Big-O notation is (very, very rarely) useful! wau!

When doing random personal coding projects, I had a weird problem: I had a string, and then a sequence of (range, replacement string) pairs to replace subsections of that string with. (I could assume the ranges were nonoverlapping, to simplify things)

fn replace(original: &str, replacements: Vec<(Range<usize>, &str)>) -> String;

The simplest algorithm I could think of was to sort replacements by ascending order, then scan through them, alternating between inserting chunks of the original text, and the replacement text:

fn replace(original: &str, mut replacements: Vec<(Range<usize>, &str)>) -> String {
    let delta_size: isize = replacements.iter()
        .map(|(location, replacement)| replacement.len() as isize - location.len() as isize)
    let new_size = (original.len() as isize + delta_size) as usize;
    let mut result = String::with_capacity(new_size);
    replacements.sort_by_key(|(location, _)| location.start); // sort!!
    let mut last_end = 0;
    for (location, replacement) in replacements {
        last_end = location.end;

But! Passing in a Vec there is kind of gross, and it’d be really nice to pass in an Iterator<...> instead. My thoughts went to an algorithm where you have some sort of index mapping where you keep track of what indices in the source correspond to the partially-replaced string (since if you replace a chunk where the replacement length isn’t the same as what you’re replacing, the indices get moved). That sounds really complicated to design, though, and I wasn’t actually sure if it’d be faster.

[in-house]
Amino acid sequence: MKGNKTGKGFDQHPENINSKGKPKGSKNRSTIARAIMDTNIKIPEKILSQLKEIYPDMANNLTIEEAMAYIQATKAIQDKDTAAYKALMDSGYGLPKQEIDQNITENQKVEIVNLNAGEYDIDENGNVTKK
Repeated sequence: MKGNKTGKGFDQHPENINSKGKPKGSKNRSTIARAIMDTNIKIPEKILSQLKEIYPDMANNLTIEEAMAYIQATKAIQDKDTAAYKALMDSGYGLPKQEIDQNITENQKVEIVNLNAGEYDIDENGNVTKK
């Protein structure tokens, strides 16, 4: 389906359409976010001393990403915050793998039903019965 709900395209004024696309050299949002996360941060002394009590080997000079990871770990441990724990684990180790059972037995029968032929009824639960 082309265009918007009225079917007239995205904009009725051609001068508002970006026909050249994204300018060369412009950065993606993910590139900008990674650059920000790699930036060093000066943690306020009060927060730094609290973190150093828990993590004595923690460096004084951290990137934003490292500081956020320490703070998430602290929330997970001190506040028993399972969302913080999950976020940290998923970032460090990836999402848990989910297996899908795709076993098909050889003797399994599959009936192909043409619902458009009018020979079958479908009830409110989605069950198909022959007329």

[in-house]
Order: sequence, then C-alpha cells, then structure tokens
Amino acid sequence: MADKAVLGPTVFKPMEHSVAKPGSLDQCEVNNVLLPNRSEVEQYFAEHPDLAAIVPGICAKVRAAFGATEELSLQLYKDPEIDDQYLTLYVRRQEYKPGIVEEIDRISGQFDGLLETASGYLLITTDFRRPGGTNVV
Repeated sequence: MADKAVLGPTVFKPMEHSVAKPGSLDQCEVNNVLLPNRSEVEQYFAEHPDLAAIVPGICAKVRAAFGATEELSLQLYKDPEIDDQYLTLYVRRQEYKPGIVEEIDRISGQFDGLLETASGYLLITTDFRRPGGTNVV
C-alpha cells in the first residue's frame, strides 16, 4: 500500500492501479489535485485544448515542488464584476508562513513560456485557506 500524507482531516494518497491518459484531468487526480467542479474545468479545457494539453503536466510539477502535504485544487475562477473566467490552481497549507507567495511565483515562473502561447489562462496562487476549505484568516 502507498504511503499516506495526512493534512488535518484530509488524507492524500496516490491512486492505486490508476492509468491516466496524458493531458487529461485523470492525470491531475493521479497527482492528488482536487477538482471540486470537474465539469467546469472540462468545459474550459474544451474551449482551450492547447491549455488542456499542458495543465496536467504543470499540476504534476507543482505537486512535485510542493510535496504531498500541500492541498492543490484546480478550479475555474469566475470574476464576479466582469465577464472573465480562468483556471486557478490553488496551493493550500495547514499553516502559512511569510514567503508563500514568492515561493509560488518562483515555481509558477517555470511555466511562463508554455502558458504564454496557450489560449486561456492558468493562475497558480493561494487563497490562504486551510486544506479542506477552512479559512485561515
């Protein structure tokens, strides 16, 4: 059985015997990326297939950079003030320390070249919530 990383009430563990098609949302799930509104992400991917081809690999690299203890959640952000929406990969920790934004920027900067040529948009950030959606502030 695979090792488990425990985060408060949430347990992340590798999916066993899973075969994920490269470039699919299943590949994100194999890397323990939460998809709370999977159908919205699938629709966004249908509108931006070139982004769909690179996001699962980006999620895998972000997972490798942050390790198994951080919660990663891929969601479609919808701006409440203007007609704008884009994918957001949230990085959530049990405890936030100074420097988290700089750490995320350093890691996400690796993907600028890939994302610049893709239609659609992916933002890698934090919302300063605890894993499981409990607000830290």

So I used big-O shenans!

  1. Our current algorithm runs in O(n*log(n)), due to the sort call.
  2. We’d like our fancy new algorithm to run in O(n) time (one loop through the Iterator).
  3. So… let’s start a proof. Assume that we have an implementation of replace that runs in O(n).
  4. Let’s implement a sort routine using our O(n) replace function
fn speedysort(arr: &[usize]) -> Vec<usize> {
    let source = ",".repeat(arr.iter().copied().max().unwrap_or(0));
    let replacements = arr.iter().map(|&i| (i..i, format!("{}", i))).collect();
    let result = replace(&source, replacements);
    result.split(',').filter(|s| !s.is_empty()).map(|i| i.parse().unwrap()).collect())
  1. Ignoring the obvious horribleness here, note that this sort routine runs in O(n) time!
  2. This is impossible, since sort routines must take at least O(n*log(n)) time.
  3. By proof by contradiction, that means item 3 is false, and we cannot have a replace that runs in O(n) time.

So hey, we figured out that our conceptually faster algorithm is just straight up impossible, and so we don’t have to waste any time trying to implement it!